Though today’s Congress seems combative, all the filibusters and name-calling are nothing compared to when Congressmen actually stabbed and shot one another. From the infamous caning of Charles Sumner to endless challenges to duel, as historian Joanne Freeman shows in The Field of Blood (Farrar, Straus, and Giroux, $28), these frayed tensions were practically destined to erupt into the Civil War. Remembering the Congress of the past solely as hallowed halls and dignified men, she argues, is dangerous, as the real history reveals uncomfortable yet necessary truths about a nation on the brink of disunion. Written with wit, flair, and a hint of cheek, Freeman presents these Congressmen as petty, triumphant, stoic, and vengeful—or, as she puts it more simply, human.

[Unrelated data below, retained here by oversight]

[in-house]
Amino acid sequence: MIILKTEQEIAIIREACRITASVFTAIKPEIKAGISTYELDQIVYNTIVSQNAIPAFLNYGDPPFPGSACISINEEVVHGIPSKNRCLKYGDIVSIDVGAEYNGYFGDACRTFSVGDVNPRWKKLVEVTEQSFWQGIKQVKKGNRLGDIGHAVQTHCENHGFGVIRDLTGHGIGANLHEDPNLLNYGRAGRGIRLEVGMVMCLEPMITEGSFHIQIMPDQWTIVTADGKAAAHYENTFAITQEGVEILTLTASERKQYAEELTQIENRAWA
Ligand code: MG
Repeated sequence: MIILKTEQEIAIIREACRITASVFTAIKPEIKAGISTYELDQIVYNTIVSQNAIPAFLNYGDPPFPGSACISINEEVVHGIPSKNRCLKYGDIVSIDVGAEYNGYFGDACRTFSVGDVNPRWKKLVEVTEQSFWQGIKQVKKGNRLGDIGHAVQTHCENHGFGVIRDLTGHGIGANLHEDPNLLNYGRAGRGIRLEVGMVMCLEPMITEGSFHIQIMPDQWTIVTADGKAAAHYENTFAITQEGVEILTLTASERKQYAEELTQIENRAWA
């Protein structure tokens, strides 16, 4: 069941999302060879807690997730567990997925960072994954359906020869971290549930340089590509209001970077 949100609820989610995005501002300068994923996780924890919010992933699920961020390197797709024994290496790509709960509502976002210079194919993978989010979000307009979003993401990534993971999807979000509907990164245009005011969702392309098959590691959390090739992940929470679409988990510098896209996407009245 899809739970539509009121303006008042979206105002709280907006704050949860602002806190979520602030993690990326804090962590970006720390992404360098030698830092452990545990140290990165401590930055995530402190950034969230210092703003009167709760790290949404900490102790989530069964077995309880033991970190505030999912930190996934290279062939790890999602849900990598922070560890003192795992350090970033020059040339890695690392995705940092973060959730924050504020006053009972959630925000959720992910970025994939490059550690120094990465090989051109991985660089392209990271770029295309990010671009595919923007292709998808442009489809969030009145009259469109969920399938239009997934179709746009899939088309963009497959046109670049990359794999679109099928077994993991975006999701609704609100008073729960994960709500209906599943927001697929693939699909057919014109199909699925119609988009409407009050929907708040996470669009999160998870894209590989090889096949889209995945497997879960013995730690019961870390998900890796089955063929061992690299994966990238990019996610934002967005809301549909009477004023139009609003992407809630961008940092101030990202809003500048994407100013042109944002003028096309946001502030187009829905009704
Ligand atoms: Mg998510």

The Field of Blood by Joanne Freeman
Availability: Special Order—Subject to Availability
Published: Farrar, Straus and Giroux - September 11th, 2018